The Philippines has not to our knowledge, notified the UN Secretary General on the derogation of any of the rights enshrined in the ICCPR as per the requirement of Article 4. Thus, the rights guaranteed by Article 14 must be respected and protected by the Philippines.
B.2 Failure to allow timely access to counsel
International human rights jurisprudence has determined that the duty of a State to ensure
fair trail rights implies a set of obligations. Firstly, State officials must allow lawyers the contact with clients necessary to the preparation and presentation of a full defense and the protection of their rights. In casu, the 5-day delay in allowing communications between the health care workers and their lawyers—during the period when the health care workers were subjected to egregious rights violations—irremediably impaired the lawyers’ ability to adequately protect their clients’ rights.
The Basic Principles on the Role of Lawyers further requires states to ensure that access to legal counsel by detained persons such as the health care workers, is prompt, confidential and free from interference. Article 8, states as follows:
All arrested, detained or imprisoned persons shall be provided with adequate opportunities, time and facilities to be visited by and to communicate and consult with a lawyer, without delay, interception or censorship and in full confidentiality. Such consultations may be within sight, but not within the hearing, of law enforcement officials.9
The importance of timely access was emphasized by the European Court of Human Rights in Magge v. UK where the court determined that denial of access to a lawyer for a period of 48 hours constituted a violation of Article 6 (right to fair trail) of the European Convention on Human Rights: In the Court’s opinion, to deny access to a lawyer for such a long period [48 hours] and in a situation where the rights of the defence were irretrievably prejudiced is – whatever the justification for such denial – incompatible with the rights of the accused under Article 6.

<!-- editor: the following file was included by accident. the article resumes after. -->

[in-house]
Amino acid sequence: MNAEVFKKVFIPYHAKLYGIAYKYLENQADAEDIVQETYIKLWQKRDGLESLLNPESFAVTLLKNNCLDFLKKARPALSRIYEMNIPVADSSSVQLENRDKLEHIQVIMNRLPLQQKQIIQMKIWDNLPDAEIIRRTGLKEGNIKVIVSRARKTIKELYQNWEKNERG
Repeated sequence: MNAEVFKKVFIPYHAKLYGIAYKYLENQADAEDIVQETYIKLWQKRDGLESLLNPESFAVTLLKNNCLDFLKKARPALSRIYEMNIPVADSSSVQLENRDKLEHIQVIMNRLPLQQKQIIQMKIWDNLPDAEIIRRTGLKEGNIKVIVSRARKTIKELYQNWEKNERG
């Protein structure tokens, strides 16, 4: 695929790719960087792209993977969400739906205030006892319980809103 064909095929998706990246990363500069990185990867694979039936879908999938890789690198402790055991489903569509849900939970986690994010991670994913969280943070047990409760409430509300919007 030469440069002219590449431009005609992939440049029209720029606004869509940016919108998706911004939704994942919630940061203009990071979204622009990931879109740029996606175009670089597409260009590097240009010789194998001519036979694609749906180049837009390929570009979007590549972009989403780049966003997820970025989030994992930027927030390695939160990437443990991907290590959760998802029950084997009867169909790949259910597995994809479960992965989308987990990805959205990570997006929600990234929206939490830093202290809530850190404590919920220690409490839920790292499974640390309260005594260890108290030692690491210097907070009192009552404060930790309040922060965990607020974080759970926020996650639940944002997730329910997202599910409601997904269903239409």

In the case of the health care workers, the Philippines denied access to lawyers for the first 5 critical days after their arrest. It is reasonable to conclude that the health care workers rights to defend the charges have been, by the denial of access to lawyers alone, irretrievably prejudiced.
B.3 Failure to provide full disclosure
Secondly, States must allow access to the case files, in order for the accused’s lawyer(s) to: learn full particulars of the charges, know the particulars of inculpatory and exculpatory evidence in the possession of the prosecution and to have access to the information relevant to issues of admissibility and reliability. We understand that this type of disclosure has not yet occurred in spite of the very serious allegations indicating that evidence may have been fabricated, obtained through torture and planted by people other than the health care workers.
We conclude that the fair trial rights of the health care workers have been irremediably compromised and that a withdrawal of charges is required.
C. Failure to comply with international human rights obligations
Neither domestic law nor the exigencies of national problems displace or diminish these international law obligations. The Vienna Convention on the Law of Treaties determines that State parties are bound by their treaty obligations and that all treaty obligations must be performed in good faith (the principle of pact sunt servanda). Article 27 of the Vienna Convention reads: “A party may not invoke the provisions of its internal law as justification for its failure to perform a treaty.”
It is important to remember that actions of the previous government in the arrest, treatment and detention of the health care workers cannot be justified as part of a larger anti-terrorism campaign—albeit against the wrong people. The Philippines has a duty, in acting to combat terrorism, to comply with all international human rights and humanitarian law obligations. The UN Security Council has clearly stated this obligation in Resolution 1456 (2003),
“States must ensure that any measure taken to combat terrorism comply with all
their obligations under international law, and should adopt such measures in
accordance with international law, in particular international human rights,
refugee, and humanitarian law.”
Canadian NGOs requesting the release of the 43 health care workers
1. The United Church of Canada
2. Centre for Philippine Concerns
3. Canada-Philippines for Human Rights in the Philippines (CPSHR)
4. KAIROS-Canadian Ecumenical Justice Initiatives
5. Ottawa Committee for Human Rights in the Philippines
6. PINAY (Filipino Women’s Organization in Québec)
7. Development and Peace
8. Philippine Solidarity Group – Toronto
10. Victoria Philippines Solidarity Group
11. Mining Watch Canada
12. Canadian Union of Public Employees, Local 4600
13. Primate’s World Relief and Development Fund
14. Beaconsfield United Church
15. Alliance for Peoples’ Health (APH)
16. Hon. Mable Elmore, Member of the Legislative Assembly
18. People’s International Observers Mission- BC contingent/delegates
19. Lawyers Rights Watch Canada